Francesco Bagnaia and Jack Miller both lauded the impact Casey Stoner had on their rides after the Ducati duo sealed a one-two in qualifying for the Algarve Grand Prix.

Though Fabio Quartararo already has the MotoGP world title sewn up, the rest of the field are still fighting for position and second-placed Bagnaia set a record lap time at Portimao in Q2 on Saturday.

That effort saw the Italian sensationally claim pole position for a fifth straight race. This is the second run of the same rider taking five poles in a row this season after Quartararo also did so.

Miller had provisional pole, but Bagnaia snatched first place on the grid away from his team-mate and then improved to a final time of 1:38.725.

With Stoner a guest of Ducati throughout the weekend, as well as for the Valencia Grand Prix, both Bagnaia and Miller expressed their desire for Ducati to employ a rider coach for next season, with the Australian – who won the MotoGP title in 2007 and 2011 – a prime candidate.

Bagnaia told a news conference: "It could be a nice present from Ducati to have Casey as a coach next year.

"It's a different point of view, he's a legend and it's different to have a coach, because in Ducati we don't have a coach and for me it helps a lot.

"Maybe next year we can have him. But for me today he helped a bit for the last corner, the exit of the last corner, and it was useful."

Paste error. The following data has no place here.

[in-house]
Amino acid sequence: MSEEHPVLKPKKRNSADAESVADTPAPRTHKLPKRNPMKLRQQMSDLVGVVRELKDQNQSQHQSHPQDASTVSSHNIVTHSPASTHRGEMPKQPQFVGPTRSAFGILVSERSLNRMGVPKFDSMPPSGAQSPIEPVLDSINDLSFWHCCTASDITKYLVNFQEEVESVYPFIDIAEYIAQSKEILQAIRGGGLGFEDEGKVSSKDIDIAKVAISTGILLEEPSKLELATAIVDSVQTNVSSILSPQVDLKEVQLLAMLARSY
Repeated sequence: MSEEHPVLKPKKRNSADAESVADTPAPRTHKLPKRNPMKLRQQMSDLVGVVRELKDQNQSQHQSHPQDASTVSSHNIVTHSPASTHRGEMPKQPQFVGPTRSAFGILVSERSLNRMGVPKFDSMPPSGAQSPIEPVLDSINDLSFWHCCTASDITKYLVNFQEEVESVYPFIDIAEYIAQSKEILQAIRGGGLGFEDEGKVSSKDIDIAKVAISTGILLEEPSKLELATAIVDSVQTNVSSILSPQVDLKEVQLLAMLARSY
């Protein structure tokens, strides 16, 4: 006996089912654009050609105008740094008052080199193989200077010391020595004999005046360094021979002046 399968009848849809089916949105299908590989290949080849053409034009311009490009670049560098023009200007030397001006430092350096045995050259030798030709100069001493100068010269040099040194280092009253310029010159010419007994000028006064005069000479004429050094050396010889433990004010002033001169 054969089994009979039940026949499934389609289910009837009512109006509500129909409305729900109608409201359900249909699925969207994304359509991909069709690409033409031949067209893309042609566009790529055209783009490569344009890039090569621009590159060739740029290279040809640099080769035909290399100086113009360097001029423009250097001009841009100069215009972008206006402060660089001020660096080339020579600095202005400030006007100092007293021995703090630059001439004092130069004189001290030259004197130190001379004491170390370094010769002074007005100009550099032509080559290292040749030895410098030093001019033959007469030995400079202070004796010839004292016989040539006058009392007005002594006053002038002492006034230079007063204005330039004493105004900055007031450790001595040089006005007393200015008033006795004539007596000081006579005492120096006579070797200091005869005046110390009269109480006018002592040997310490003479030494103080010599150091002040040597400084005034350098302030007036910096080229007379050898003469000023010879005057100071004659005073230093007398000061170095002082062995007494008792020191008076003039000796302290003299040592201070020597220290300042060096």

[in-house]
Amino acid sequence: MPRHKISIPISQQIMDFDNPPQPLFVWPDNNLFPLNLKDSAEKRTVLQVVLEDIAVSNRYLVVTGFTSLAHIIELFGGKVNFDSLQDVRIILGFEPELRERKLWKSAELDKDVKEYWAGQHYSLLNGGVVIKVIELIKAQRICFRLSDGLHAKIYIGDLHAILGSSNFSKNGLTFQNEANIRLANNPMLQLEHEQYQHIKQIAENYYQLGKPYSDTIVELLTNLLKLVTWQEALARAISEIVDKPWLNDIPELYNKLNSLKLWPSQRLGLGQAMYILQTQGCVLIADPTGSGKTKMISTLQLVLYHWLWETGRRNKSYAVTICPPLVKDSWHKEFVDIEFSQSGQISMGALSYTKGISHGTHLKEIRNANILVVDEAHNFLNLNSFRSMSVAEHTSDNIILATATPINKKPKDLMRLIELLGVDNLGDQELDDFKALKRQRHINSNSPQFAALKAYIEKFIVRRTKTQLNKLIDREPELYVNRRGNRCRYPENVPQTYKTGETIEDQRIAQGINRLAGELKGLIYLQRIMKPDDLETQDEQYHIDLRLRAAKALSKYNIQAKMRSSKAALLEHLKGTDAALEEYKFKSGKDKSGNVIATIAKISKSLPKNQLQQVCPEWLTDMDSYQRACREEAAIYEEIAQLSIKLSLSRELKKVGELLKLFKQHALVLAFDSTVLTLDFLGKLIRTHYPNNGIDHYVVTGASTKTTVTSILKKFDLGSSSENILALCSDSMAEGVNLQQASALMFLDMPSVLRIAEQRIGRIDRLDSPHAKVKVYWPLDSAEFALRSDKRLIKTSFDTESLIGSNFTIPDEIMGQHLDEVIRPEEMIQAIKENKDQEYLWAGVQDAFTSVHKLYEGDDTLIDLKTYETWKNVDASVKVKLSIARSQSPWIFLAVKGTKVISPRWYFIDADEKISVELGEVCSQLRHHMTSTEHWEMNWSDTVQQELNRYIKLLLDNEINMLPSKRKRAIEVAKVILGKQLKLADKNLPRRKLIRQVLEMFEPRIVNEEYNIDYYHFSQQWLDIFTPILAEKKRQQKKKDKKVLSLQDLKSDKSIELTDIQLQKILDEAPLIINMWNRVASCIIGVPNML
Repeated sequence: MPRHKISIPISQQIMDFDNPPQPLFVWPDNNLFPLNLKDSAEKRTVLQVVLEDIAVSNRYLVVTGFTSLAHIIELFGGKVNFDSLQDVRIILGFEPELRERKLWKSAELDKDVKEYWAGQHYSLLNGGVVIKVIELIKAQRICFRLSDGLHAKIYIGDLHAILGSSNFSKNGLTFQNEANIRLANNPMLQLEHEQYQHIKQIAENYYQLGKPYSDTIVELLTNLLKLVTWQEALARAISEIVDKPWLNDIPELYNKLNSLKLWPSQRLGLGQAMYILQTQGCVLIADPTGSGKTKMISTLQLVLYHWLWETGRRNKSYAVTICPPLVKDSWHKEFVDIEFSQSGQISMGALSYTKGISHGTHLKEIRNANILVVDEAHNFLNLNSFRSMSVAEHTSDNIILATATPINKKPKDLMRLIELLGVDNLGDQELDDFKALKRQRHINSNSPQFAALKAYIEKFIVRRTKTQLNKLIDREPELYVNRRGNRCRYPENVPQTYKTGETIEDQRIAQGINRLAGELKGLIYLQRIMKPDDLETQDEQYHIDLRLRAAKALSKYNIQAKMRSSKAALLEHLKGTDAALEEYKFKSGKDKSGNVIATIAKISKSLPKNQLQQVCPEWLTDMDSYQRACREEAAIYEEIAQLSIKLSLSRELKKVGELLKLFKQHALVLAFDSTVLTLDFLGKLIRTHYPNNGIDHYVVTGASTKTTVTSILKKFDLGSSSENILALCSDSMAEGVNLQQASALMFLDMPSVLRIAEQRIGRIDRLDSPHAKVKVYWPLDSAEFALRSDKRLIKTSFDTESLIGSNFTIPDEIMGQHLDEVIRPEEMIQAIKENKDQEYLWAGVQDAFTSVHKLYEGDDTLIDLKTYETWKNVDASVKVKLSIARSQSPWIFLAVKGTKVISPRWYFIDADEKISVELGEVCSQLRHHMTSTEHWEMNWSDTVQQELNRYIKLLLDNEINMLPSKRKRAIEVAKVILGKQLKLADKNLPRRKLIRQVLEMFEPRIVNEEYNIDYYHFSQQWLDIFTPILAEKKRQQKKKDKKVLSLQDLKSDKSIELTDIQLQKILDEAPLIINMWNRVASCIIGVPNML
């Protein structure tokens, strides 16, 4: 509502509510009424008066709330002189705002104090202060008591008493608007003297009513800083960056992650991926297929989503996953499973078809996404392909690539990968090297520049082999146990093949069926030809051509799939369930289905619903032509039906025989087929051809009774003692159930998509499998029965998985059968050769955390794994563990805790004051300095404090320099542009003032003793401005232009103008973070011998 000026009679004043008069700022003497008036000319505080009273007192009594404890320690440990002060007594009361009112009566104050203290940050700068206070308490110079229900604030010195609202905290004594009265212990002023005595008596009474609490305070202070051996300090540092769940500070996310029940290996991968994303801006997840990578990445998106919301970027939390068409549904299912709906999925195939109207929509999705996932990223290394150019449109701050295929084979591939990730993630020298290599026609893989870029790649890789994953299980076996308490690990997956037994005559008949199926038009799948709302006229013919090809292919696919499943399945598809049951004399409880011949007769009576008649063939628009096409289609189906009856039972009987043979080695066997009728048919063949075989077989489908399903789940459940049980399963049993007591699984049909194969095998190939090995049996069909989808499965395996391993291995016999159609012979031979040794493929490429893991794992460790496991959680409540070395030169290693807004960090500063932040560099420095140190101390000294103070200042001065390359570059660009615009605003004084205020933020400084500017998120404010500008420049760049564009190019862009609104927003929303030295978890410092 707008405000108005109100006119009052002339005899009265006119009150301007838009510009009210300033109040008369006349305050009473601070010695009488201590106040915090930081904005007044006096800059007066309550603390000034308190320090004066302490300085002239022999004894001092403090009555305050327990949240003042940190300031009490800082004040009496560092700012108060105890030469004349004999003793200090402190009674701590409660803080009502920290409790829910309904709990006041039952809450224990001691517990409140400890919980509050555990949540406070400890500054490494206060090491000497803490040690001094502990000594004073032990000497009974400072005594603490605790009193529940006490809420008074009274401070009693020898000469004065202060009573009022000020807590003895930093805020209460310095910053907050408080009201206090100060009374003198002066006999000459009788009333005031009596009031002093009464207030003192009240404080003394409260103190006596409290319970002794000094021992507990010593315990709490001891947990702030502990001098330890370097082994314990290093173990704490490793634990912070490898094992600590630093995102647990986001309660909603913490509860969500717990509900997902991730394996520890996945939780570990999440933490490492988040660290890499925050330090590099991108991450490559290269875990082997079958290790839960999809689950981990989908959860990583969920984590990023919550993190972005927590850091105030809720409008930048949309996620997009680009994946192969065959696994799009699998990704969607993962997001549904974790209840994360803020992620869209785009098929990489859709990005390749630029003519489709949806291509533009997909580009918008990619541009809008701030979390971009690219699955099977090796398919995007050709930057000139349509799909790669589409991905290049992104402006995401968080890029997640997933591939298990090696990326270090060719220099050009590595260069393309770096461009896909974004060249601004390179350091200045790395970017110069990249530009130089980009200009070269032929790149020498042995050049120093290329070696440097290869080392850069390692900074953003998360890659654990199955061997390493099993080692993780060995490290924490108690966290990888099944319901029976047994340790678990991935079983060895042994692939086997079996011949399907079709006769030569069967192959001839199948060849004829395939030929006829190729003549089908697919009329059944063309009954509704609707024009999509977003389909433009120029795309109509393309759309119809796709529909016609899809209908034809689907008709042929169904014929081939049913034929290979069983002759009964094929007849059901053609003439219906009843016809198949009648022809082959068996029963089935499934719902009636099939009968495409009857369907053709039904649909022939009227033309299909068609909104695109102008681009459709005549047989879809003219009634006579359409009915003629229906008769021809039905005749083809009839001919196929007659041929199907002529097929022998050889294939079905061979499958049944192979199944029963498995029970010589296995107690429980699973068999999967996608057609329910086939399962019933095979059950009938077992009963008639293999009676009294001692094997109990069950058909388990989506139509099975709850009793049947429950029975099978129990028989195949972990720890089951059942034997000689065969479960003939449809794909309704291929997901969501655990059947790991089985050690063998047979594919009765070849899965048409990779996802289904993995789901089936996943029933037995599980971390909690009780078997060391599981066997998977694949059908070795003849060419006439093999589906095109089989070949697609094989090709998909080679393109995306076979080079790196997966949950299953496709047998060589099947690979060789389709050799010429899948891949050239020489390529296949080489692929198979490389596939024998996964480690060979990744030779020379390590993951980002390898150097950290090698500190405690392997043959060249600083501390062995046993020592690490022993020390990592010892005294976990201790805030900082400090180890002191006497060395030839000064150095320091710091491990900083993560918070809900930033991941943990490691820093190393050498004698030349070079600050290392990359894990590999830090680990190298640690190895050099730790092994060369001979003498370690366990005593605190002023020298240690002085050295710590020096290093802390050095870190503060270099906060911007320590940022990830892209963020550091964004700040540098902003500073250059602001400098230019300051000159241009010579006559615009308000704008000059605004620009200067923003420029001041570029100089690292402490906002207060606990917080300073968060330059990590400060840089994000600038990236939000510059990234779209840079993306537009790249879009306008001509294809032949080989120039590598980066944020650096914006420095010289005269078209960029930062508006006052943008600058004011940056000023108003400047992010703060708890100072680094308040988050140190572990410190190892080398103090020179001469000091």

Miller, a compatriot of Stoner, added: "It's fantastic to have Casey at the last two grands prix.

"He's got a family and lives on another side of the world, so the idea of that working out I think could be too hard logistically and whatnot.

"But I'd be all for it 100 per cent. But like Pecco said, it is really nice, I've worked with spotters on track and he's not a normal spotter – let's say it like that.

"It's Casey Stoner, a legend, one of the best ever. But I think it is something we're missing in our programme and I think it is definitely something we need to look at maybe introducing into the programme.

"I'm not saying we can get Casey, I'm more than happy to have him, but somebody."

Behind the Ducati duo, Joan Mir of Suzuki Ecstar claimed third. Remarkably, it is the first time the Spaniard, who won the title in 2020, will start on the front row in a MotoGP race.